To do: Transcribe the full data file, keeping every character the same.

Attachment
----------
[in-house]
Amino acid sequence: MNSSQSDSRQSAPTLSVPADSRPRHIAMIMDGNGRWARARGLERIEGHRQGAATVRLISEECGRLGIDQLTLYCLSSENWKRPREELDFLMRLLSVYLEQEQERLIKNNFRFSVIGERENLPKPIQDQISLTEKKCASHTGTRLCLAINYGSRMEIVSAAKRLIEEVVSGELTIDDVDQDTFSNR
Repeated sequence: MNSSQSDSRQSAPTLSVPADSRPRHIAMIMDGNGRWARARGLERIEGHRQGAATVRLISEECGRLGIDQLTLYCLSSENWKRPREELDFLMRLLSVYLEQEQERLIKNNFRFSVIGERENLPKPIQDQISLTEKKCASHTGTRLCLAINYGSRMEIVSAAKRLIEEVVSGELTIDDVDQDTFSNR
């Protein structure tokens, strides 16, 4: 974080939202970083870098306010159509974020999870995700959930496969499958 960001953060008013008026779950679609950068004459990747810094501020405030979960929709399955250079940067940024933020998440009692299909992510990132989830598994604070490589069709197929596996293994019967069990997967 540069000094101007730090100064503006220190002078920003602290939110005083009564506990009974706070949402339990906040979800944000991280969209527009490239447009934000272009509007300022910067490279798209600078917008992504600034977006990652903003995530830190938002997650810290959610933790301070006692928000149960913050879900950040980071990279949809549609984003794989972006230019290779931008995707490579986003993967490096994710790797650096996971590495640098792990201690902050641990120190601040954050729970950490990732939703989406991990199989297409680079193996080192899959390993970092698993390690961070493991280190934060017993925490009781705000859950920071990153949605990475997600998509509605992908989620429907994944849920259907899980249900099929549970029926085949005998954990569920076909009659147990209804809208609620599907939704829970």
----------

[in-house]
Amino acid sequence: MNSSQSDSRQSAPTLSVPADSRPRHIAMIMDGNGRWARARGLERIEGHRQGAATVRLISEECGRLGIDQLTLYCLSSENWKRPREELDFLMRLLSVYLEQEQERLIKNNFRFSVIGERENLPKPIQDQISLTEKKCASHTGTRLCLAINYGSRMEIVSAAKRLIEEVVSGELTIDDVDQDTFSNR
Repeated sequence: MNSSQSDSRQSAPTLSVPADSRPRHIAMIMDGNGRWARARGLERIEGHRQGAATVRLISEECGRLGIDQLTLYCLSSENWKRPREELDFLMRLLSVYLEQEQERLIKNNFRFSVIGERENLPKPIQDQISLTEKKCASHTGTRLCLAINYGSRMEIVSAAKRLIEEVVSGELTIDDVDQDTFSNR
């Protein structure tokens, strides 16, 4: 974080939202970083870098306010159509974020999870995700959930496969499958 960001953060008013008026779950679609950068004459990747810094501020405030979960929709399955250079940067940024933020998440009692299909992510990132989830598994604070490589069709197929596996293994019967069990997967 540069000094101007730090100064503006220190002078920003602290939110005083009564506990009974706070949402339990906040979800944000991280969209527009490239447009934000272009509007300022910067490279798209600078917008992504600034977006990652903003995530830190938002997650810290959610933790301070006692928000149960913050879900950040980071990279949809549609984003794989972006230019290779931008995707490579986003993967490096994710790797650096996971590495640098792990201690902050641990120190601040954050729970950490990732939703989406991990199989297409680079193996080192899959390993970092698993390690961070493991280190934060017993925490009781705000859950920071990153949605990475997600998509509605992908989620429907994944849920259907899980249900099929549970029926085949005998954990569920076909009659147990209804809208609620599907939704829970």